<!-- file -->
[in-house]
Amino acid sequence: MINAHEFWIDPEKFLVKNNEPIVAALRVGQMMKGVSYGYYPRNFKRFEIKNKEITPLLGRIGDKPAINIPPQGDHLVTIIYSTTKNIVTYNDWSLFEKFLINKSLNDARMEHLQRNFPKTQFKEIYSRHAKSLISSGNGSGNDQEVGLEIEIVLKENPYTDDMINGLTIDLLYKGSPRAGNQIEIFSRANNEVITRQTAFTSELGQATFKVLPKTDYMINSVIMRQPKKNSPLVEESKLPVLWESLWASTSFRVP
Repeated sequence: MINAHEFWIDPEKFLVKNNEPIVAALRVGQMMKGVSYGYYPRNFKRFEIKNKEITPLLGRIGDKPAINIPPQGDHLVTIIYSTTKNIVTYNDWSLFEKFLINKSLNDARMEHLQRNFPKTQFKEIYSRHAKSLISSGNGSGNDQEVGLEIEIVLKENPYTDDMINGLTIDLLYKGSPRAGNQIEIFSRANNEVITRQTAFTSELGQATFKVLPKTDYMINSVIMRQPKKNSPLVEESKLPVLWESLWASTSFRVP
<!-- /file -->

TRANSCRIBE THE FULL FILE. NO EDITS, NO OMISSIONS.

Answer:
[in-house]
Amino acid sequence: MINAHEFWIDPEKFLVKNNEPIVAALRVGQMMKGVSYGYYPRNFKRFEIKNKEITPLLGRIGDKPAINIPPQGDHLVTIIYSTTKNIVTYNDWSLFEKFLINKSLNDARMEHLQRNFPKTQFKEIYSRHAKSLISSGNGSGNDQEVGLEIEIVLKENPYTDDMINGLTIDLLYKGSPRAGNQIEIFSRANNEVITRQTAFTSELGQATFKVLPKTDYMINSVIMRQPKKNSPLVEESKLPVLWESLWASTSFRVP
Repeated sequence: MINAHEFWIDPEKFLVKNNEPIVAALRVGQMMKGVSYGYYPRNFKRFEIKNKEITPLLGRIGDKPAINIPPQGDHLVTIIYSTTKNIVTYNDWSLFEKFLINKSLNDARMEHLQRNFPKTQFKEIYSRHAKSLISSGNGSGNDQEVGLEIEIVLKENPYTDDMINGLTIDLLYKGSPRAGNQIEIFSRANNEVITRQTAFTSELGQATFKVLPKTDYMINSVIMRQPKKNSPLVEESKLPVLWESLWASTSFRVP